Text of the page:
Learning from different cultures can benefit us all. It may also be drawing on your own personal background and family heritage, as in the case of Kayla Briët, a filmmaker and musician who grew up in California and creates work based on the stories of her Dutch Indonesian heritage.

Creating opportunities for a wider perspective allows us to notice when there is other more than one way to approach a specific case. In comparison to culturally homogeneous teams, diverse teams have the potential to be more creative.

Here are Greate talks about seeing world in different ways:

How you try to make the world wider through using the web? What bridges can you build? What do you think? Please share your thoughts in the comment section below.

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BE OPEN to new ways of thinking – Age Diversity

The typical workplace life is generally characterized by a set of tasks that must be done. It is easier to come up with the same concepts for a project that we used to do that ensure safe and secure results.

However, by applying creative thinking to our daily work lives, we will create and unlock more meaningful results.

If your team is uninspired and sticking to the same old ideas and solutions, it’s time to encourage creativity.

One of the simplest ways to achieve this is to tap into people from different generations.

According to some studies, about 40% of employees today have a manager that is younger than them.

In the words of Chip Conley (watch his Ted Talk), Author and Founder of Modern Elder Academy, power in the workplace are shifting to the young. They are more skilled at using cutting-edge technologies and they are assumed to offer new perspectives and ideas.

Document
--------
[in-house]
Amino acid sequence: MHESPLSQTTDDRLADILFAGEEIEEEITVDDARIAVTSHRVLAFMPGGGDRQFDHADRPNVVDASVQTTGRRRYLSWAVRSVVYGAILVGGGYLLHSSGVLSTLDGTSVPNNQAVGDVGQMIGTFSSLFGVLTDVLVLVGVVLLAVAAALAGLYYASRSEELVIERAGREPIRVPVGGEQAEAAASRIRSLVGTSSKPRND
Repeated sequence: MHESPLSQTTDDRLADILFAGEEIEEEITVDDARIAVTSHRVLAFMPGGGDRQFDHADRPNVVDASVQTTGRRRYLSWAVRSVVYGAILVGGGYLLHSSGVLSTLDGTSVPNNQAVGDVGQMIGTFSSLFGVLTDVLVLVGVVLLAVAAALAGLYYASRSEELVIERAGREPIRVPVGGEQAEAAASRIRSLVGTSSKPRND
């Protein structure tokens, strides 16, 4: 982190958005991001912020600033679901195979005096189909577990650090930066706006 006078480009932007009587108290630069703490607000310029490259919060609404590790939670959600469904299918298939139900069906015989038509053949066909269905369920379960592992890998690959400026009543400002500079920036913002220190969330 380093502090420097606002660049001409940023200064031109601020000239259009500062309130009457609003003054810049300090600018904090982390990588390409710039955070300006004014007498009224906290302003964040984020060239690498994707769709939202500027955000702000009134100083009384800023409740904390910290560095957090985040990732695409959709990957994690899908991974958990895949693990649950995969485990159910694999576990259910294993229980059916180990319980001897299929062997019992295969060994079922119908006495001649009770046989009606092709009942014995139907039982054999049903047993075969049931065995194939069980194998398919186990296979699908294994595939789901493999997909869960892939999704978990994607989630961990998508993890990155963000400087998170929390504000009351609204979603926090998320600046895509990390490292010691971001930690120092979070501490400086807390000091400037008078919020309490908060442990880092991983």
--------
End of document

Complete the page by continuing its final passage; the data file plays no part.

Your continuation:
Every one of us has something to learn. With greater age diversity than ever before, we have an incredible opportunity to welcome more people in to engage with one another and create value.  The major advantage of workplace age diversity is the opportunity for diverse ideas, viewpoints, skills, and experiences to be shared.

Only 8% of organizations, according to Conley, include age in their diversity statements. We have the resources; it’s simply a matter of putting them to use.

Companies benefit from age diversity, but only if there is a culture that encourages each generation to learn from the others. Age diversity promotes knowledge, experience, creativity, and ambition between generations. 

Allow each person to act as both an intern and a mentor simultaneously. It brings wise eyes together with fresh eyes. The combination of different skills offered by the different age groups is definitely an asset for your team.

What do you think? How does age affect your work performance? Please share your thoughts in the comment section below!

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One simple way to encourage authenticity in the workplace

We all have preconceived stereotypes about what it means to be in a specific role. Be an artist, a mom, nurse, a musician, or a leader, and we often try to stay away from our authentic selves because we are afraid that we don’t fit the norm. However, the greatest results are always come from authenticity.

It’s easy in our careers to become defined by our job titles and the labels that others have given us. When we let labels define us, we unconsciously limit ourselves by trying to fitting into everyone else’s idea of our role. But, before anybody else can define who we are, we must define ourselves every day.